At the moment, the annual summer show ‘Love Island’ on ITV is a top topic in the UK where I live. If you don’t know what I’m talking about, imagine a group of bikini-clad young girls and lads with sculpted torsos talking about love, relationships, having sex with one another and yada yada yada… Every year columnists and critics try to find literary comparisons and sophisticated connections to the show, for example making out of it a modern version of Boccaccio’s ‘Decameron’. Nobody, however, has yet made an art historical one…
Love Island Really Does Exist
It’s called Cythera (its modern name is Kíthira), the southernmost and easternmost of the Ionian Islands. In both French and Italian cultures, it was associated with a mythical island of love since the ancient inhabitants of the island dedicated themselves to worshiping Aphrodite who had been born there. According to the legend, it was very difficult to reach it and the pilgrims searching for love who would embark on a quest, never arrived there (is that a metaphor for the impossibility of finding real love? I HOPE NOT).
But It’s Quite Ephemeral
Its most famous depiction is by Antoine Watteau (have a look at this article to investigate some sexual misconduct in the Rococo high society depicted by him) who painted three different versions of the same painting. The first one here is the second, embellished version of the Louvre one (below). I picked it as first because here it is obvious that the pilgrims are just embarking to cruise towards the island. With the Louvre version, it’s not so certain anymore…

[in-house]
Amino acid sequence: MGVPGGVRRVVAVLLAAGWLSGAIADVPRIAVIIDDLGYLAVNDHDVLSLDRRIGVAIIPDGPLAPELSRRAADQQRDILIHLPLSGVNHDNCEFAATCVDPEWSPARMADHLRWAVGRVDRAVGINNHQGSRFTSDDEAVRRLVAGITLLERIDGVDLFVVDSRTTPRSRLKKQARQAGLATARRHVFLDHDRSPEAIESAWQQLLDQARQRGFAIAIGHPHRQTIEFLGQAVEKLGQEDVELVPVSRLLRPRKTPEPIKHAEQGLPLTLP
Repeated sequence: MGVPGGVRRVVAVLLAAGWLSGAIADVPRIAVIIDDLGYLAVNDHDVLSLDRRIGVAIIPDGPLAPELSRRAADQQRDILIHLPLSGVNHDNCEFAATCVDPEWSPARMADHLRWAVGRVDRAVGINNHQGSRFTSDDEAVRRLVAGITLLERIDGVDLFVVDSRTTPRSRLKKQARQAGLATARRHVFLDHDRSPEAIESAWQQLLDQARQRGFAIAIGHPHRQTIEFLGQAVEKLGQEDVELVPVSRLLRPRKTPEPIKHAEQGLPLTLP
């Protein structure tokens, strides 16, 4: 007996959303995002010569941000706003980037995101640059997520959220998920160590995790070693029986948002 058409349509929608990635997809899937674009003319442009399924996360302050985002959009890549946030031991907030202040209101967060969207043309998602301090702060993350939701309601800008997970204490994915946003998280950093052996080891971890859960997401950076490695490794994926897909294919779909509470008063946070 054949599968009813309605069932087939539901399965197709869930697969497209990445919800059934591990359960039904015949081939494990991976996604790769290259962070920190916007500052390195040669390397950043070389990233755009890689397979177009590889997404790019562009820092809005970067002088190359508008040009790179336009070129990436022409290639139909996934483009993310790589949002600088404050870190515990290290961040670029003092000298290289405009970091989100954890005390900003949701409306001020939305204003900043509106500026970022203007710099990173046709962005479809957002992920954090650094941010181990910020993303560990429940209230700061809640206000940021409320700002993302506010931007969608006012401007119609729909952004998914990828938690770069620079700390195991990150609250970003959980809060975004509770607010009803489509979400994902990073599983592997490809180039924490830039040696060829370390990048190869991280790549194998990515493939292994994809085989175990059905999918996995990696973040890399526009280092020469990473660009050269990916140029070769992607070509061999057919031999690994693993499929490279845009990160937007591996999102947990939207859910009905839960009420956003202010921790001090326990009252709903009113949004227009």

Some critics argue that this version shows the pilgrims departing FROM the island back to their ordinary lives. Although the composition is almost the same, the natural landscape is slightly different, more hazy, more dreamy, more detached, which may suggest that this ever-green land is in fact Cythera.
Find Your Own Love Island
Another take at Cythera was presented by the British painter George Warner Allan. It is an obvious homage to Watteau as the composition mimics the one from the Louvre. The landscape, however, is rather different as it depicts the countryside near Allen’s home in Wallingford, Oxfordshire, where he painted this picture (in the far distance you can see the cooling towers of Didcot power station which Allen despised because he associated them with the commercial nature of modernity).
Always Drawing On the Old Masters
Both Watteau and Allen referenced in their paintings this exact work by Titian. Do you see why? We have again a crowded composition, figures in varying dynamic poses, a similar green setting, and of course a blue-pink-yellow colour scheme. And, last but not least, the theme of love (Bacchus has instantly fallen in love with Ariadne who had been abandoned by her previous lover, Theseus).
Good luck to all who choose to embark on their own journey in search for love or the Love Island…
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